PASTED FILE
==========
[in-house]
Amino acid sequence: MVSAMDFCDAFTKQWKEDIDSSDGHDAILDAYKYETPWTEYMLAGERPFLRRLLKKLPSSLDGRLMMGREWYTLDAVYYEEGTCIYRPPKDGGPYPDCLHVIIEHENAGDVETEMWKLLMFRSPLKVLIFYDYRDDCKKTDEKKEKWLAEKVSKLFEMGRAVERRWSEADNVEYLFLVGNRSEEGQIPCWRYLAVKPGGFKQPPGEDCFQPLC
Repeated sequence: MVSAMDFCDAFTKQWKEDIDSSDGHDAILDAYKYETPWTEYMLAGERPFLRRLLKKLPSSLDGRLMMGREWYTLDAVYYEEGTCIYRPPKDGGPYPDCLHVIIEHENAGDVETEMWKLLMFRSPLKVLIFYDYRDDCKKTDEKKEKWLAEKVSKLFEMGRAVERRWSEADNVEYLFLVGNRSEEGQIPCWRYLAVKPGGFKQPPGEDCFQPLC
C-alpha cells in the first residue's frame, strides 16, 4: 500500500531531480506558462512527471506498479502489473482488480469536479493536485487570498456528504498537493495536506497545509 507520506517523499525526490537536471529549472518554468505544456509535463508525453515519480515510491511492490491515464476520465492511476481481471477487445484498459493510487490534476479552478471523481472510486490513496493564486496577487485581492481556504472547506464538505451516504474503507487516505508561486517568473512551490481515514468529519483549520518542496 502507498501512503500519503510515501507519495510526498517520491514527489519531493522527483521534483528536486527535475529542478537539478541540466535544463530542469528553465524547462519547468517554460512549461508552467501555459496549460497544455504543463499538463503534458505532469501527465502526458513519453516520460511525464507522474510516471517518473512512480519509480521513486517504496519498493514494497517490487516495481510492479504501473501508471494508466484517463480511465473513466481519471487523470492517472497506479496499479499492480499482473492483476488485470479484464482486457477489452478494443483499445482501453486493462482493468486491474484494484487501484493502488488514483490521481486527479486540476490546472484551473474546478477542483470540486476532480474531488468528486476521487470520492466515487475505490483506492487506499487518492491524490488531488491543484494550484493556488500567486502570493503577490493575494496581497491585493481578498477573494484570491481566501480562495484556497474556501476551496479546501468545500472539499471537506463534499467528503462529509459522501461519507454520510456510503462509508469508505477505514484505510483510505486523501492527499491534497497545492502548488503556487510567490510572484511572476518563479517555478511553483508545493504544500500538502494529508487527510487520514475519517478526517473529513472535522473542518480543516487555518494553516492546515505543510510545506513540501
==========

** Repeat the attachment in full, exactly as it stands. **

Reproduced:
[in-house]
Amino acid sequence: MVSAMDFCDAFTKQWKEDIDSSDGHDAILDAYKYETPWTEYMLAGERPFLRRLLKKLPSSLDGRLMMGREWYTLDAVYYEEGTCIYRPPKDGGPYPDCLHVIIEHENAGDVETEMWKLLMFRSPLKVLIFYDYRDDCKKTDEKKEKWLAEKVSKLFEMGRAVERRWSEADNVEYLFLVGNRSEEGQIPCWRYLAVKPGGFKQPPGEDCFQPLC
Repeated sequence: MVSAMDFCDAFTKQWKEDIDSSDGHDAILDAYKYETPWTEYMLAGERPFLRRLLKKLPSSLDGRLMMGREWYTLDAVYYEEGTCIYRPPKDGGPYPDCLHVIIEHENAGDVETEMWKLLMFRSPLKVLIFYDYRDDCKKTDEKKEKWLAEKVSKLFEMGRAVERRWSEADNVEYLFLVGNRSEEGQIPCWRYLAVKPGGFKQPPGEDCFQPLC
C-alpha cells in the first residue's frame, strides 16, 4: 500500500531531480506558462512527471506498479502489473482488480469536479493536485487570498456528504498537493495536506497545509 507520506517523499525526490537536471529549472518554468505544456509535463508525453515519480515510491511492490491515464476520465492511476481481471477487445484498459493510487490534476479552478471523481472510486490513496493564486496577487485581492481556504472547506464538505451516504474503507487516505508561486517568473512551490481515514468529519483549520518542496 502507498501512503500519503510515501507519495510526498517520491514527489519531493522527483521534483528536486527535475529542478537539478541540466535544463530542469528553465524547462519547468517554460512549461508552467501555459496549460497544455504543463499538463503534458505532469501527465502526458513519453516520460511525464507522474510516471517518473512512480519509480521513486517504496519498493514494497517490487516495481510492479504501473501508471494508466484517463480511465473513466481519471487523470492517472497506479496499479499492480499482473492483476488485470479484464482486457477489452478494443483499445482501453486493462482493468486491474484494484487501484493502488488514483490521481486527479486540476490546472484551473474546478477542483470540486476532480474531488468528486476521487470520492466515487475505490483506492487506499487518492491524490488531488491543484494550484493556488500567486502570493503577490493575494496581497491585493481578498477573494484570491481566501480562495484556497474556501476551496479546501468545500472539499471537506463534499467528503462529509459522501461519507454520510456510503462509508469508505477505514484505510483510505486523501492527499491534497497545492502548488503556487510567490510572484511572476518563479517555478511553483508545493504544500500538502494529508487527510487520514475519517478526517473529513472535522473542518480543516487555518494553516492546515505543510510545506513540501